Longitudinal gray matter changes in multiple sclerosis-Differential scanner and overall disease-related effects

Kerstin Bendfeldt, Louis Hofstetter, Pascal Kuster, Stefan Traud, Nicole Mueller-Lenke, Yvonne Naegelin, Ludwig Kappos, Achim Gass, Thomas E. Nichols, Frederik Barkhof, Hugo Vrenken, Stefan D. Roosendaal, Jeroen J.G. Geurts, Ernst Wilhelm Radue, Stefan J. Borgwardt*

*Corresponding author for this work
32 Citations (Scopus)


Voxel-based morphometry (VBM) has been used repeatedly in single-center studies to investigate regional gray matter (GM) atrophy in multiple sclerosis (MS). In multi-center trials, across-scanner variations might interfere with the detection of disease-specific structural abnormalities, thereby potentially limiting the use of VBM. Here we evaluated longitudinally inter-site differences and inter-site comparability of regional GM in MS using VBM. Baseline and follow up 3D T1-weighted magnetic resonance imaging (MRI) data of 248 relapsing-remitting (RR) MS patients, recruited in two clinical centers, (center1/2: n = 129/119; mean age 42.6 ± 10.7/43.3 ± 9.3; male:female 33:96/44:75; median disease duration 150 [72-222]/116 [60-156]) were acquired on two different 1.5T MR scanners. GM volume changes between baseline and year 2 while controlling for age, gender, disease duration, and global GM volume were analyzed. The main effect of time on regional GM volume was larger in data of center two as compared to center one in most of the brain regions. Differential effects of GM volume reductions occured in a number of GM regions of both hemispheres, in particular in the fronto-temporal and limbic cortex (cluster P corrected <0.05). Overall disease-related effects were found bilaterally in the cerebellum, uncus, inferior orbital gyrus, paracentral lobule, precuneus, inferior parietal lobule, and medial frontal gyrus (cluster P corrected <0.05). The differential effects were smaller as compared to the overall effects in these regions. These results suggest that the effects of different scanners on longitudinal GM volume differences were rather small and thus allow pooling of MR data and subsequent combined image analysis.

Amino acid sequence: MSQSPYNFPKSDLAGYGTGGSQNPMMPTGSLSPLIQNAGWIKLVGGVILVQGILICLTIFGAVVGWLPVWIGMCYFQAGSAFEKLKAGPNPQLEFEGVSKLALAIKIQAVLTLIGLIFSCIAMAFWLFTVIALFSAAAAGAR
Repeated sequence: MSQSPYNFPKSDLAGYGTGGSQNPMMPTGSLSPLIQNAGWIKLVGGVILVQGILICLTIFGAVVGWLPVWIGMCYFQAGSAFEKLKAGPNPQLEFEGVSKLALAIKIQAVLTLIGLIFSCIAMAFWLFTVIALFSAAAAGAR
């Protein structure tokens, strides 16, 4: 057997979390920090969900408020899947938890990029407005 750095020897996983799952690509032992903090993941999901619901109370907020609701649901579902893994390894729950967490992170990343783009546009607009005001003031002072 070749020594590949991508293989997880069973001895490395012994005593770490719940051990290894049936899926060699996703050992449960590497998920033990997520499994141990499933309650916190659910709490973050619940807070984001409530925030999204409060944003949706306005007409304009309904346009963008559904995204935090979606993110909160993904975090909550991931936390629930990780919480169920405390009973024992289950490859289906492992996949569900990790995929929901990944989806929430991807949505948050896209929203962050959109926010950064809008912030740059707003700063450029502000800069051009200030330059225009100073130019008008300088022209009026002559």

Original languageEnglish
JournalHuman Brain Mapping
Issue number5
Pages (from-to)1225-1245
Number of pages21
Publication statusPublished - 05.2012


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